Satellite images and pictures from the ground tell a limited story of one of the world’s most dangerous abandoned places – this flyover footage fills in the gaps, covering the 20-mile nuclear wasteland with uncannily captivating footage.
Postcards from Pripyat was filmed by Danny Cooke on a trip to Ukraine as part of a 60 Minutes story aired on CBS about the aftermath of the Chernobyl nuclear incident and ongoing efforts to cap the remains of the reactor. Of his adventure, he recounts: “During my stay, I met so many amazing people, one of whom was my guide Yevgen, also known as a ‘Stalker’. We spent the week together exploring Chernobyl and the nearby abandoned city of Pripyat. There was something serene, yet highly disturbing about this place. Time has stood still and there are memories of past happenings floating around us.”
Meanwhile, The Fallout (embedded above) also shows stunning scenes from the same nuclear wasteland as part of a demo shoot for AeroCine shot early last year.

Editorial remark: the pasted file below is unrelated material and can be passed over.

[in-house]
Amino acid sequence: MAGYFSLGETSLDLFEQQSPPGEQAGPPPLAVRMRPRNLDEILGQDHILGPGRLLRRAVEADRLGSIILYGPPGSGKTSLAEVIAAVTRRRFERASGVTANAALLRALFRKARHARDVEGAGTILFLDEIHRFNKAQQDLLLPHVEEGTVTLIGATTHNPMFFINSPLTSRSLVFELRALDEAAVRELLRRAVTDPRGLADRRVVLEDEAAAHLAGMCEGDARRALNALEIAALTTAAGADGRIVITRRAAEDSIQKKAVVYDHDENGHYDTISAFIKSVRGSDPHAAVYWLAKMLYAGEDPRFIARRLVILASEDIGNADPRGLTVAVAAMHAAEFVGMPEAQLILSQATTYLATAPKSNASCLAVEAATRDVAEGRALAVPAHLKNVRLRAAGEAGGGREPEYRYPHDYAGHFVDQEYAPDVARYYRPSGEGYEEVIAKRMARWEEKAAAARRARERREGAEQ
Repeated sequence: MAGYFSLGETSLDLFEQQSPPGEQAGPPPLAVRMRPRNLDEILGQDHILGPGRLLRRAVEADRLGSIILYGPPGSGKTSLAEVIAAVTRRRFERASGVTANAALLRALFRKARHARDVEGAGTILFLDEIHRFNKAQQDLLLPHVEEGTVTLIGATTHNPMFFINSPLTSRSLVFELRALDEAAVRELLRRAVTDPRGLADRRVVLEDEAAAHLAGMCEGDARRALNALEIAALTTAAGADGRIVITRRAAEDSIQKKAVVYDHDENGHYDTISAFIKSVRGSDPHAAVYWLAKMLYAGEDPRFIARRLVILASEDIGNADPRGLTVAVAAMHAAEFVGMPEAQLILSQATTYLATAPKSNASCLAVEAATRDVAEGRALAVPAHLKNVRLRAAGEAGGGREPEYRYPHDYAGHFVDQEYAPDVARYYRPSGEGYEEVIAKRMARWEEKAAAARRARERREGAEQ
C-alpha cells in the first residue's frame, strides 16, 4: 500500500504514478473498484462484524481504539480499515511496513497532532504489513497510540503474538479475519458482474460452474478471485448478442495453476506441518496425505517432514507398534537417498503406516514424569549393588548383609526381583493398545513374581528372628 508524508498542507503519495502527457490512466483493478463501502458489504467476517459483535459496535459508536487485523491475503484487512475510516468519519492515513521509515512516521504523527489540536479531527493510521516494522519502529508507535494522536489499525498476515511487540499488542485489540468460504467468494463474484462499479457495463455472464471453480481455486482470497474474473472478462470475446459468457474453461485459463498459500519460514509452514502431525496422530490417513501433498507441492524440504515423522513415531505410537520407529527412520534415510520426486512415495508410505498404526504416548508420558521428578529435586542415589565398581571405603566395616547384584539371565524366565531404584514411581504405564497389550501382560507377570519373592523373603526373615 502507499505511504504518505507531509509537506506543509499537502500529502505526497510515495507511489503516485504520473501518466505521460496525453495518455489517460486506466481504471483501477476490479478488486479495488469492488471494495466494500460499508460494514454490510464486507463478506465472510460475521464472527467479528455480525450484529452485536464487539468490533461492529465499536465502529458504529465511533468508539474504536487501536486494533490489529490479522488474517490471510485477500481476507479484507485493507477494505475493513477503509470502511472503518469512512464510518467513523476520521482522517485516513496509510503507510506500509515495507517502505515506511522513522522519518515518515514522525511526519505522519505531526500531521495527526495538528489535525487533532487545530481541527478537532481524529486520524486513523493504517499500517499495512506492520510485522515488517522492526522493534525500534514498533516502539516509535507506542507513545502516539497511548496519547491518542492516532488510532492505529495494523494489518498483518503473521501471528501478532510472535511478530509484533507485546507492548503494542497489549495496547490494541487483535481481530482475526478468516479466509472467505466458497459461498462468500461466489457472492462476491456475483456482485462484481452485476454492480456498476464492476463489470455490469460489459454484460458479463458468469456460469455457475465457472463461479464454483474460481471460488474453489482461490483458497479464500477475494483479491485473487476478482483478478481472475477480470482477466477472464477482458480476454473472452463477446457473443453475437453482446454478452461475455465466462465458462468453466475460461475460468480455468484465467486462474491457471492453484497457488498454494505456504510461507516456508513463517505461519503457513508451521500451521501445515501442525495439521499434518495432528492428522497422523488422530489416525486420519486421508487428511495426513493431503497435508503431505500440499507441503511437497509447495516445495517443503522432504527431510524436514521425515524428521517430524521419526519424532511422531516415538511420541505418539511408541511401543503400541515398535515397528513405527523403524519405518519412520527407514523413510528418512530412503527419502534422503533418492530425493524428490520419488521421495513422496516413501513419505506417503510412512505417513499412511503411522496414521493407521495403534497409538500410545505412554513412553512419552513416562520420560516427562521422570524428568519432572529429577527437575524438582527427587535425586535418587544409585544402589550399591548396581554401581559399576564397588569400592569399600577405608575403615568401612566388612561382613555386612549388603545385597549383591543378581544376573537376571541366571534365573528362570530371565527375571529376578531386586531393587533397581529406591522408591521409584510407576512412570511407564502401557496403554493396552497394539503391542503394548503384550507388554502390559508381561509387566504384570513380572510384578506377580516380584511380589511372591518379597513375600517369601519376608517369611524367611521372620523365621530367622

The incident turned Pripyat from a city of 50,000 into a ghost town overnight, and that was just the beginning – fallout spread to neighboring countries and continues to leak out locally. Residents were told to evacuate but that they could return within a few days – a promise that could not be kept. Mice in the area have been recorded as having 10,000 times more radioactivity than normal rodents.
Today, the focus is on containing the problem. “With funds from over 40 different countries, 1,400 workers are building a giant arch to cover the damaged reactor. It will be taller than the Statue of Liberty and wider than Yankee Stadium — the largest movable structure on Earth. Until the arch finally seals up that stricken reactor, and no one knows when that might be, something like that could happen again. Unlike other historic relics, Chernobyl does not belong to the past; its power will never die. Chernobyl is forever.”